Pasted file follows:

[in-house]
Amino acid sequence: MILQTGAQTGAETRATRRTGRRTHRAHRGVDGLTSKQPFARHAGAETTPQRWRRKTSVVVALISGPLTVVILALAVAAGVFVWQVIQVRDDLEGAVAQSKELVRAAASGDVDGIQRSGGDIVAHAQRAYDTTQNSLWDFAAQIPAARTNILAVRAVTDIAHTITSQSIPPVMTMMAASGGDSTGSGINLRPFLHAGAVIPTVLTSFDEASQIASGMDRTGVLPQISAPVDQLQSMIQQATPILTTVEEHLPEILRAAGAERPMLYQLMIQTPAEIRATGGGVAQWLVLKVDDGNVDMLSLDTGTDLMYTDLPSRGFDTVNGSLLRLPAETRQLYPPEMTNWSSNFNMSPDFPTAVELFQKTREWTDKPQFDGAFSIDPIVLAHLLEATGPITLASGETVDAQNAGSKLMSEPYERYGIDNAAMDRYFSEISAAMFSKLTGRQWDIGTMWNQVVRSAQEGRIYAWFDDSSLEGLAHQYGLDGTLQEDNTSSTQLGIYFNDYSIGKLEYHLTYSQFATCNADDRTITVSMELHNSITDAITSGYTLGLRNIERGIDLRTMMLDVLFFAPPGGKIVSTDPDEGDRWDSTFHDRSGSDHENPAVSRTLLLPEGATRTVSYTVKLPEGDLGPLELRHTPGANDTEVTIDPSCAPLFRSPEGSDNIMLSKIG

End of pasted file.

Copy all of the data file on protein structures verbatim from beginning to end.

[in-house]
Amino acid sequence: MILQTGAQTGAETRATRRTGRRTHRAHRGVDGLTSKQPFARHAGAETTPQRWRRKTSVVVALISGPLTVVILALAVAAGVFVWQVIQVRDDLEGAVAQSKELVRAAASGDVDGIQRSGGDIVAHAQRAYDTTQNSLWDFAAQIPAARTNILAVRAVTDIAHTITSQSIPPVMTMMAASGGDSTGSGINLRPFLHAGAVIPTVLTSFDEASQIASGMDRTGVLPQISAPVDQLQSMIQQATPILTTVEEHLPEILRAAGAERPMLYQLMIQTPAEIRATGGGVAQWLVLKVDDGNVDMLSLDTGTDLMYTDLPSRGFDTVNGSLLRLPAETRQLYPPEMTNWSSNFNMSPDFPTAVELFQKTREWTDKPQFDGAFSIDPIVLAHLLEATGPITLASGETVDAQNAGSKLMSEPYERYGIDNAAMDRYFSEISAAMFSKLTGRQWDIGTMWNQVVRSAQEGRIYAWFDDSSLEGLAHQYGLDGTLQEDNTSSTQLGIYFNDYSIGKLEYHLTYSQFATCNADDRTITVSMELHNSITDAITSGYTLGLRNIERGIDLRTMMLDVLFFAPPGGKIVSTDPDEGDRWDSTFHDRSGSDHENPAVSRTLLLPEGATRTVSYTVKLPEGDLGPLELRHTPGANDTEVTIDPSCAPLFRSPEGSDNIMLSKIG